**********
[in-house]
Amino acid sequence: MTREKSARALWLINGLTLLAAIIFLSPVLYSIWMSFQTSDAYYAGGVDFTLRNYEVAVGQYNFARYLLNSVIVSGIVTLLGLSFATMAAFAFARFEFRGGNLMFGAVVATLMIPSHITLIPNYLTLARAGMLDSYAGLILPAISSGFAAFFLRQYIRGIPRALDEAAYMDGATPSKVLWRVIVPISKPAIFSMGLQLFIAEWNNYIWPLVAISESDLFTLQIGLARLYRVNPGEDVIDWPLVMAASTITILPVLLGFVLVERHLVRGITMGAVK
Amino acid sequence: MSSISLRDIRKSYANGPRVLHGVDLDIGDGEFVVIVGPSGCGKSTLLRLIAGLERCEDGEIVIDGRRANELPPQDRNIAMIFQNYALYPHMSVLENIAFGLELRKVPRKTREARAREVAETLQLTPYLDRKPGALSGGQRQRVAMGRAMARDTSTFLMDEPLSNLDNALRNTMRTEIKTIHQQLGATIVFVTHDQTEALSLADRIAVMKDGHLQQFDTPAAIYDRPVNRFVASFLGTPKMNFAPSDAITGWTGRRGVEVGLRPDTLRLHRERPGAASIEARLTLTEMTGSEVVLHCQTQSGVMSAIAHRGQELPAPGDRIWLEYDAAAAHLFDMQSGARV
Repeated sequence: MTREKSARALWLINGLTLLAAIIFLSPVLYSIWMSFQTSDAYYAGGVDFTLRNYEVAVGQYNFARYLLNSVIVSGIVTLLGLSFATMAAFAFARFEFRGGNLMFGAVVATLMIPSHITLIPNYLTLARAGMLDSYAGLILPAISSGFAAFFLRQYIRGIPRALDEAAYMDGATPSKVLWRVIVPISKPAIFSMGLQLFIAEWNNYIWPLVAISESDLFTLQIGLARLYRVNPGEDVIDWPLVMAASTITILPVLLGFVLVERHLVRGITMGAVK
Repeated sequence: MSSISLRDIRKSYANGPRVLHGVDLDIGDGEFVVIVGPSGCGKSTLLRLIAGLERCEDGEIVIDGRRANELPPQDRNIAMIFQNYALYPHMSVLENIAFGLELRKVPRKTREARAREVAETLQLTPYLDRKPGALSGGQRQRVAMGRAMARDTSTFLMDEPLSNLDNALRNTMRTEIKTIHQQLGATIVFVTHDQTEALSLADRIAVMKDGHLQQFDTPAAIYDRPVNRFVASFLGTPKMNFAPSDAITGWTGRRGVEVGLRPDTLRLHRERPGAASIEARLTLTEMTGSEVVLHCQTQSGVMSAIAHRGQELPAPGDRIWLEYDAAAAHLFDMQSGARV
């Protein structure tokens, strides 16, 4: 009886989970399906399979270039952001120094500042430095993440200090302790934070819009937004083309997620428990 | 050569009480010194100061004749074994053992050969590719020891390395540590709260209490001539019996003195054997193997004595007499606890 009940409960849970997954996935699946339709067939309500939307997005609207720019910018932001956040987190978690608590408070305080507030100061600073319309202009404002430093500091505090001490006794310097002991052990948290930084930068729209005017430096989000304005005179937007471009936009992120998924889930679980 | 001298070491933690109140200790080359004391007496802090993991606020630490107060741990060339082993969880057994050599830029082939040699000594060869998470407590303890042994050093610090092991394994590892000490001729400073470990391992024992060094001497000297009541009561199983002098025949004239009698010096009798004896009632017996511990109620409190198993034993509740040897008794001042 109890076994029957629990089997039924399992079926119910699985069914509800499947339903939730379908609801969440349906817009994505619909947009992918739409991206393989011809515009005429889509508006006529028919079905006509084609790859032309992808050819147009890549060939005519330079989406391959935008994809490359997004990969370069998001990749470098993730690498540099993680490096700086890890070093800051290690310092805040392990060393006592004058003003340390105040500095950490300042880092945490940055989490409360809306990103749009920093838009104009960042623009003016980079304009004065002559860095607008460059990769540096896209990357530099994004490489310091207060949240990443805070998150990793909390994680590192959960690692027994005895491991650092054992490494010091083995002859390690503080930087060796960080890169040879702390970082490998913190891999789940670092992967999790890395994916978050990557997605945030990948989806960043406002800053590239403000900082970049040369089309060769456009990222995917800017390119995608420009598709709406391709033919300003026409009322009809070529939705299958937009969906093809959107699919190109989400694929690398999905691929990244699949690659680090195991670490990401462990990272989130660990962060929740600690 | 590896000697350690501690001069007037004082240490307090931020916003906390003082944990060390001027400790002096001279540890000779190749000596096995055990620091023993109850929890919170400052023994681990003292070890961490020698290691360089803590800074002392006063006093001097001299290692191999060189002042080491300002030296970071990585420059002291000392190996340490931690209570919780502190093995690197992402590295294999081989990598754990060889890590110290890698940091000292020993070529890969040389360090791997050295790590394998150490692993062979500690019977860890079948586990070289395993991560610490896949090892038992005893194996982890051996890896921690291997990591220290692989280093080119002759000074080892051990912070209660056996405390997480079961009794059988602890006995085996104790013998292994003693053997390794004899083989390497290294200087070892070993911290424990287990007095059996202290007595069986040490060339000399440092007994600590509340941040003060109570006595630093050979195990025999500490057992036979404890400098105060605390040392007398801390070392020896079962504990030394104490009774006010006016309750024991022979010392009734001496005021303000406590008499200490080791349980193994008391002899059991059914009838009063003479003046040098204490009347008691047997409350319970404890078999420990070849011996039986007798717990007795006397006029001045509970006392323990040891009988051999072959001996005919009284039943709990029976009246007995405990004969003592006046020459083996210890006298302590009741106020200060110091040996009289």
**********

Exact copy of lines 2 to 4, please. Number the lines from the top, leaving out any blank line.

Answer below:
Amino acid sequence: MTREKSARALWLINGLTLLAAIIFLSPVLYSIWMSFQTSDAYYAGGVDFTLRNYEVAVGQYNFARYLLNSVIVSGIVTLLGLSFATMAAFAFARFEFRGGNLMFGAVVATLMIPSHITLIPNYLTLARAGMLDSYAGLILPAISSGFAAFFLRQYIRGIPRALDEAAYMDGATPSKVLWRVIVPISKPAIFSMGLQLFIAEWNNYIWPLVAISESDLFTLQIGLARLYRVNPGEDVIDWPLVMAASTITILPVLLGFVLVERHLVRGITMGAVK
Amino acid sequence: MSSISLRDIRKSYANGPRVLHGVDLDIGDGEFVVIVGPSGCGKSTLLRLIAGLERCEDGEIVIDGRRANELPPQDRNIAMIFQNYALYPHMSVLENIAFGLELRKVPRKTREARAREVAETLQLTPYLDRKPGALSGGQRQRVAMGRAMARDTSTFLMDEPLSNLDNALRNTMRTEIKTIHQQLGATIVFVTHDQTEALSLADRIAVMKDGHLQQFDTPAAIYDRPVNRFVASFLGTPKMNFAPSDAITGWTGRRGVEVGLRPDTLRLHRERPGAASIEARLTLTEMTGSEVVLHCQTQSGVMSAIAHRGQELPAPGDRIWLEYDAAAAHLFDMQSGARV
Repeated sequence: MTREKSARALWLINGLTLLAAIIFLSPVLYSIWMSFQTSDAYYAGGVDFTLRNYEVAVGQYNFARYLLNSVIVSGIVTLLGLSFATMAAFAFARFEFRGGNLMFGAVVATLMIPSHITLIPNYLTLARAGMLDSYAGLILPAISSGFAAFFLRQYIRGIPRALDEAAYMDGATPSKVLWRVIVPISKPAIFSMGLQLFIAEWNNYIWPLVAISESDLFTLQIGLARLYRVNPGEDVIDWPLVMAASTITILPVLLGFVLVERHLVRGITMGAVK